I grew up in Khayelitsha, in 19-section, Makaya. Just like any township kid, I used to play soccer and hated cricket which I found really boring. That was until I watched the 1992 ICC World Cup. Since then, I never looked back – that World Cup had a significant impact on me, and my childhood friends in Makhaya, who quickly swapped from street soccer to street cricket. While attending Masiyile Senior Secondary School, I was fortunate to play midweek cricket under WPCA. The school principal and leadership were very supportive. The principal would watch all our games and make sure that we were all well fed and looked after.
I was also privileged to be coached and mentored by Cyril “Tazu” Ntshidi, who was a great influence in my early career. Cyril had an inspiring passion for cricket. He would come and watch our school games and help us wit umpiring and tips. He was the only coach in the whole of Khayelitsha. He was actually more like a talent scout, and that influenced me to take the game seriously and be more passionate about it.
In 1999 I joined Khayelitsha Cricket Club. I was already 20 years old. I was unable to join as a kid because the Khayelitsha Sports Field on Pama Road was far away from my home in Makhaya. In order to practise there I had to walk or take transport. It was too dangerous to walk, and my parents could not afford the money for transport. In 1999 my Dad got a new job as the school Caretaker at Masiyile. I moved in with him and stayed at the school until 2014. The school is a 10 minute walk from Khayelitsha Sports Stadium, so I was finally allowed to go practise and old enough to be able to walk to the practise venue.
Despite the many challenges of playing cricket, I enjoyed every moment. I made new friends – some of whom I’m still coaching with at GKF. We became more like family. We have always had each other’s backs, on and off the field. We shared whatever we have as individuals. And we had the best coaches; Cyril Ntshidi,the late David Ramsey, Madoda Ndzolo and Simphiwe Mpekula were always welcoming and willing to help. Back then KCC had limited resources but each individual on the management team had a role. It was a great learning experience, seeing how the team worked together to get the admin done – David Ramsey the admin and Cyril Ntshidi the coaching – so that as players we were able to focus on our game.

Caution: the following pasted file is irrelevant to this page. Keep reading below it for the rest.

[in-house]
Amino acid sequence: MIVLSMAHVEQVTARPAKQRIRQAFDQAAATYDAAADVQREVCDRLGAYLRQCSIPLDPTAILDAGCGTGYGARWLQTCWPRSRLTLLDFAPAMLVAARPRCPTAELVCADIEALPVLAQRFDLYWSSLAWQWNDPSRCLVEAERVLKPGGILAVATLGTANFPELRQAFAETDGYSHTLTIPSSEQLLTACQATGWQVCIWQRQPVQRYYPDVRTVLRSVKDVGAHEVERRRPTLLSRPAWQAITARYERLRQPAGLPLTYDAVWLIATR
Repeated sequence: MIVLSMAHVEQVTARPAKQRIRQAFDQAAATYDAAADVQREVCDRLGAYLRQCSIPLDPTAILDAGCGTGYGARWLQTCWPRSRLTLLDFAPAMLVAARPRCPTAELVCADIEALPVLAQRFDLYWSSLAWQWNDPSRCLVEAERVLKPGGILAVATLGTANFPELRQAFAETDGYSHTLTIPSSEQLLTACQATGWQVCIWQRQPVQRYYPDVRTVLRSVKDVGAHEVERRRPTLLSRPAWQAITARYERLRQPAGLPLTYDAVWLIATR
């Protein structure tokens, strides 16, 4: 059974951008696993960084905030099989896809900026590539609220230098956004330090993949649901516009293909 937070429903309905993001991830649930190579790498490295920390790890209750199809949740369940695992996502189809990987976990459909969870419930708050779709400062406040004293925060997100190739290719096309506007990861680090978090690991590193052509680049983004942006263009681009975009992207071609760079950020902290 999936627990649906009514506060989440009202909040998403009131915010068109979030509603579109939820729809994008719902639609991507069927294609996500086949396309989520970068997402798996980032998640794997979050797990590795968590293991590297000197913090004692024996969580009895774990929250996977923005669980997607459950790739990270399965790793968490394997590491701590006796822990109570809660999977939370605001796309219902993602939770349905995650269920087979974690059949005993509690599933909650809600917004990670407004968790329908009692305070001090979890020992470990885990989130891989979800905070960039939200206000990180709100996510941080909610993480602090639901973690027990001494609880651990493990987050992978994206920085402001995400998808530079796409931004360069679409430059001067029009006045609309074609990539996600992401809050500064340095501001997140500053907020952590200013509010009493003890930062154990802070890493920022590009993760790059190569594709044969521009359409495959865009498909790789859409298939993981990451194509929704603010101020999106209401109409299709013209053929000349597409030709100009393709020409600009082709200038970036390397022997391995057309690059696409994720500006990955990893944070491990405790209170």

The Khayelitsha Stadium was the only venue that had cricket facilities in the whole of Khayelitsha. We shared the field with rugby and soccer. At time those sports’ players would bully us as they were the most popular sports in the area. They would come and play and chase us away from the municipality field. At times even fixtures would be cancelled or abandoned. Cryil and David worked with the City Of Cape Town municipality and even got the police out to calm the situation.
As a cricketer, I have always been more of a batsman. I did some medium-paced bowling, but was always an average player and never got to play at the highest club levels. But, I have found my strengths as a coach. As a 21 year old in 2000, I would watch the KCC juniors on Saturday mornings. I would walk around the boundary advising the youngsters where to field, and give them tips. Those youngsters liked what I was doing. This motivated me to keep at it. That was where my passion for coaching developed.